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Tuesday, May 17, 2011

Living As Though There Is Life After Death

I have an older brother (3 years older than myself.  I won't tell you that his name is Roger)  who has told me that he has written my name on a slip of paper and twice a week he puts it on an "altar" in the St George LDS temple.  He is convinced that this activity is my only chance of getting into heaven.   He also shared a poem for my benefit by a French poet named Albert Camas;  "I would rather live my life as if there is a God and die to find out there isn't, than live as if there isn't and die to find out there is."
I have thought about this philosophy for several days.  It is a philosophy that he intended to mean that he would rather treat others with kindness and love, thinking that he would be rewarded (or at least not punished) in the hereafter than to live a life of sin, self-gratification and indulgence only to find out that he would be punished for a life of degradation.
This makes sense.  A little.  But not sufficient for my way of thinking, because there are certain caveats in living such a life.  Foremost is the idea that any God would see through this way of thinking of "hedging your bet".
For example, people who follow a religion that places a premium on prayer, you might be desirous of praying constantly to the exclusion of everything else.  Such a person might live quietly in a monastery, doing nothing but praying -- and so waste his life instead of living a life.   Or he might fret about whether or not he/she has done enough to assure his eternal happiness after death.
A person who feels compelled to follow religious leaders over his own common sense may:
  1. Donate an exorbitant amount of money to any church without asking for an accounting of how it is spent.
  2. Live a life that shuns those who follow other religions and philosophies to feel that he/she is superior to (or better than) others.
  3. Attend more meetings than is healthy.
  4. Read only materials that are approved or correlated by his church.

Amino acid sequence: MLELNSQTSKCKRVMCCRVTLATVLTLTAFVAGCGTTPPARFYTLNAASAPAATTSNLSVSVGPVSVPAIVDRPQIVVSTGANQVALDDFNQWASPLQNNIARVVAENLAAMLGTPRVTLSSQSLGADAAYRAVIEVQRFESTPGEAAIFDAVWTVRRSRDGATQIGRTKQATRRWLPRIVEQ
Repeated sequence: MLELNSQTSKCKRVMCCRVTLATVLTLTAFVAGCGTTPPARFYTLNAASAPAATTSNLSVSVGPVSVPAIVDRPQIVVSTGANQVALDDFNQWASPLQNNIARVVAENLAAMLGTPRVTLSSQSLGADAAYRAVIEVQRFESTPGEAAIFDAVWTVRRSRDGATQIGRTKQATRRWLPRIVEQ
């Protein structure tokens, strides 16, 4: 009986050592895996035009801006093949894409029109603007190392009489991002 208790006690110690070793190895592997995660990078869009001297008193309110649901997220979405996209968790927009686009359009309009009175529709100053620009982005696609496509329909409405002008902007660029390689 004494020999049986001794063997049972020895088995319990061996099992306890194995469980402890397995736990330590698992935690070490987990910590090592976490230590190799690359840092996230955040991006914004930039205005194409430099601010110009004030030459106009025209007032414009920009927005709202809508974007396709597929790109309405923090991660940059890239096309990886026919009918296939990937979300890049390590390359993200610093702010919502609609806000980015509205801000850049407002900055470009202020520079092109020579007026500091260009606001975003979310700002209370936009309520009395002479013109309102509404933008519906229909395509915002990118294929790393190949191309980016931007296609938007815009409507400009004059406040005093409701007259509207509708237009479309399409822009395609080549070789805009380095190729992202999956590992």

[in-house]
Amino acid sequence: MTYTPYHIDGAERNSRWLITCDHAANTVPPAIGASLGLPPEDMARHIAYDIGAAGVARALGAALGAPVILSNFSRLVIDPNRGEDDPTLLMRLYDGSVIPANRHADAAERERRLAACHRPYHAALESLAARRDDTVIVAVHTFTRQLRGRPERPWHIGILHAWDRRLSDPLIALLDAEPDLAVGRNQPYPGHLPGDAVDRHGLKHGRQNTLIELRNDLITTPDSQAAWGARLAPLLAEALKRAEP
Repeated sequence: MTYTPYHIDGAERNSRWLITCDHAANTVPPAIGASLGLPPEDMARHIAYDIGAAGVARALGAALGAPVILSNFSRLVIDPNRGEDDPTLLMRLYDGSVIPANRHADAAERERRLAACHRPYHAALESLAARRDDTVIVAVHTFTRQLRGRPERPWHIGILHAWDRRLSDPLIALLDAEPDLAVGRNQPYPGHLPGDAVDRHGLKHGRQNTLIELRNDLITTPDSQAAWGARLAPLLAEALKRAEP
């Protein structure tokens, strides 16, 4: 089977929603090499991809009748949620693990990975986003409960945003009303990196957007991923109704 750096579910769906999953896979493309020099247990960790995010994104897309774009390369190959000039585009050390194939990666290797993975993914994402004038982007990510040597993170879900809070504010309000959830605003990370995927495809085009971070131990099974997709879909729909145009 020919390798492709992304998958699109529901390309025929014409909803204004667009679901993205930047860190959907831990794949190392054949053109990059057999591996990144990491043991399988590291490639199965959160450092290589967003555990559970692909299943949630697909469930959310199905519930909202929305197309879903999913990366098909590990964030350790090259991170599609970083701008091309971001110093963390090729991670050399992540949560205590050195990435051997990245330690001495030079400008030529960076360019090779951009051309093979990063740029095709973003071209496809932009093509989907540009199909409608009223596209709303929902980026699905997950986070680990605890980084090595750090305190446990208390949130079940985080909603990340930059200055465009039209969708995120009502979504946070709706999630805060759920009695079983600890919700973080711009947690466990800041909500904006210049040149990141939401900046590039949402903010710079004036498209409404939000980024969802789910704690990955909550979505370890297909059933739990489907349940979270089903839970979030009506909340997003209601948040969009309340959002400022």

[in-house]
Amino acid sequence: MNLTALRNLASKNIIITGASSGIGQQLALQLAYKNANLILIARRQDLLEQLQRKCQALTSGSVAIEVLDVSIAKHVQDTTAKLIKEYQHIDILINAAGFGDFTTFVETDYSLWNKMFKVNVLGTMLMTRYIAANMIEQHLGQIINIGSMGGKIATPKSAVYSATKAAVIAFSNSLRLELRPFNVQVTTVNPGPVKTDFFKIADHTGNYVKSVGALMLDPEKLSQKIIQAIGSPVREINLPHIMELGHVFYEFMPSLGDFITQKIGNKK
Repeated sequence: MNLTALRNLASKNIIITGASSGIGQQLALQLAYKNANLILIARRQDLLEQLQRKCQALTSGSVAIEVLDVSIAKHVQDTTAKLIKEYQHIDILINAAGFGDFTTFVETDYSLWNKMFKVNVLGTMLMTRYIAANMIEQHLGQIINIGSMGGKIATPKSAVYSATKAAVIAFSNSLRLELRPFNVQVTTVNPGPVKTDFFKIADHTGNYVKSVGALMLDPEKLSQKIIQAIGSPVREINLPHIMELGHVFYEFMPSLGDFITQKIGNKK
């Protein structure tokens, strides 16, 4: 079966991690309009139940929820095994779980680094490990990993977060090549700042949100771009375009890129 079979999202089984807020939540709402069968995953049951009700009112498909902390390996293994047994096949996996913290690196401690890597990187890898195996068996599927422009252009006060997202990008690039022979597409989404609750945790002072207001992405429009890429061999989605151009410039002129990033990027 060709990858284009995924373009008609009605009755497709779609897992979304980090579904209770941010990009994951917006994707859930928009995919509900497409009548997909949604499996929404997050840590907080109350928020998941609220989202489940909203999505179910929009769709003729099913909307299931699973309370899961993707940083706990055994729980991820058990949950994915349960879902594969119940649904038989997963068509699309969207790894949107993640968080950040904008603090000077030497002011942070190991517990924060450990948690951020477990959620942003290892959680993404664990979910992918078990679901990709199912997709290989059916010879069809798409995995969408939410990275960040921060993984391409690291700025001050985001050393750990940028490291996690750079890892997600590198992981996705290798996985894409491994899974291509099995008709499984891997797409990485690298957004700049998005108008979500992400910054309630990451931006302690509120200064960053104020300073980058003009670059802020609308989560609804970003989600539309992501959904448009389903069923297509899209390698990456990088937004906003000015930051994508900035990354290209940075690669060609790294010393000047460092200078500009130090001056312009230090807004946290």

5. Hurt, shun or kill others who believe differently.  (The Bible is filled with such atrocities, and the murderers of 3,000 innocent people on 9/11/2001 were also living such a philosophy)
  6. Insist that others who believe differently have to submit to laws written for only believers (forbidding intermarriage, birth control, abortion, blasphemy, being homosexual, etc.)
  7. Feel that only their own version of morality is worthwhile or that simply not believing makes that person immoral.  (i.e., those who otherwise live good, decent, happy, fulfilled lives of service to others are still "dammed" unless they are baptized or accept Jesus)
This list is only some things that I quickly thought of, but you can easily think of others.  The Biblical "Ten Commandments" contains such tribal knowledge that it is not difficult to come up with a better list of how to behave morally in today's world.  One such list is here as the "New Ten Commandments".  I can recommend it for those interested in a more sensible way to love each other.

One lady in a blog I get wrote about her feelings of hate for herself in this way:
"My dissonance lay in just the matter of believing myself a bad person for not being able to believe in something that I'd been taught that just praying 
enough, testifying enough, fasting enough, reading enough in the BofM etc. 
would reveal the truth of. In hindsight the truly terrible thing in all of 
this was my own belief in myself as someone with some kind of basic fault that hindered my belief in the truth of mormonism. It was a terrible place to be 
mentally. I knew I was a bad person for not believing in the TRUTH, and yet it was impossible for me to believe."

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